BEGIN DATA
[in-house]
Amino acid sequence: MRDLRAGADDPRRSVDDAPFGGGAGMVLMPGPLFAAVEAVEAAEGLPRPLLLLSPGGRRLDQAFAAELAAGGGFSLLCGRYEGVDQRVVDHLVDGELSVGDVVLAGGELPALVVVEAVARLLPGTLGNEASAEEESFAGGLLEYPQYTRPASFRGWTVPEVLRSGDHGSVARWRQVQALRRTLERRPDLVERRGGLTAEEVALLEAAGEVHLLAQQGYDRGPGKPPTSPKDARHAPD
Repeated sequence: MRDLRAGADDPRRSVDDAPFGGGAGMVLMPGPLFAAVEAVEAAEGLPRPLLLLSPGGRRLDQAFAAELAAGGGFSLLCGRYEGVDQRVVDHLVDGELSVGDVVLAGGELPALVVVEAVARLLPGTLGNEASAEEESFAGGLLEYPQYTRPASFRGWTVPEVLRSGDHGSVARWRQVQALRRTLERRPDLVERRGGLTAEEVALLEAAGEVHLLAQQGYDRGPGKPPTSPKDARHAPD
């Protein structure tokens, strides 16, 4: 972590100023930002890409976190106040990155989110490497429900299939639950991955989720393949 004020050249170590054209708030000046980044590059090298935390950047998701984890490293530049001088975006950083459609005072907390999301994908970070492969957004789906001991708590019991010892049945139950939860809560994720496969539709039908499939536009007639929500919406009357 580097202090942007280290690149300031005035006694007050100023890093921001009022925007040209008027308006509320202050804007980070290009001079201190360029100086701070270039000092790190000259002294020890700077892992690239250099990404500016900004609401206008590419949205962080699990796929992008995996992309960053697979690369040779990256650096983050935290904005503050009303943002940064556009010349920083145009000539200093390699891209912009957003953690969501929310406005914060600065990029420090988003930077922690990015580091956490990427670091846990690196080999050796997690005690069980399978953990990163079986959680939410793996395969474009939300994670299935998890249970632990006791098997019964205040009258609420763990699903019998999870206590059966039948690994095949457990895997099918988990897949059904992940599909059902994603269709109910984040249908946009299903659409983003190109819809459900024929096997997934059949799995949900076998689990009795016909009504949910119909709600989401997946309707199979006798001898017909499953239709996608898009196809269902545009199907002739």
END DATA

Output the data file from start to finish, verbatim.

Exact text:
[in-house]
Amino acid sequence: MRDLRAGADDPRRSVDDAPFGGGAGMVLMPGPLFAAVEAVEAAEGLPRPLLLLSPGGRRLDQAFAAELAAGGGFSLLCGRYEGVDQRVVDHLVDGELSVGDVVLAGGELPALVVVEAVARLLPGTLGNEASAEEESFAGGLLEYPQYTRPASFRGWTVPEVLRSGDHGSVARWRQVQALRRTLERRPDLVERRGGLTAEEVALLEAAGEVHLLAQQGYDRGPGKPPTSPKDARHAPD
Repeated sequence: MRDLRAGADDPRRSVDDAPFGGGAGMVLMPGPLFAAVEAVEAAEGLPRPLLLLSPGGRRLDQAFAAELAAGGGFSLLCGRYEGVDQRVVDHLVDGELSVGDVVLAGGELPALVVVEAVARLLPGTLGNEASAEEESFAGGLLEYPQYTRPASFRGWTVPEVLRSGDHGSVARWRQVQALRRTLERRPDLVERRGGLTAEEVALLEAAGEVHLLAQQGYDRGPGKPPTSPKDARHAPD
């Protein structure tokens, strides 16, 4: 972590100023930002890409976190106040990155989110490497429900299939639950991955989720393949 004020050249170590054209708030000046980044590059090298935390950047998701984890490293530049001088975006950083459609005072907390999301994908970070492969957004789906001991708590019991010892049945139950939860809560994720496969539709039908499939536009007639929500919406009357 580097202090942007280290690149300031005035006694007050100023890093921001009022925007040209008027308006509320202050804007980070290009001079201190360029100086701070270039000092790190000259002294020890700077892992690239250099990404500016900004609401206008590419949205962080699990796929992008995996992309960053697979690369040779990256650096983050935290904005503050009303943002940064556009010349920083145009000539200093390699891209912009957003953690969501929310406005914060600065990029420090988003930077922690990015580091956490990427670091846990690196080999050796997690005690069980399978953990990163079986959680939410793996395969474009939300994670299935998890249970632990006791098997019964205040009258609420763990699903019998999870206590059966039948690994095949457990895997099918988990897949059904992940599909059902994603269709109910984040249908946009299903659409983003190109819809459900024929096997997934059949799995949900076998689990009795016909009504949910119909709600989401997946309707199979006798001898017909499953239709996608898009196809269902545009199907002739």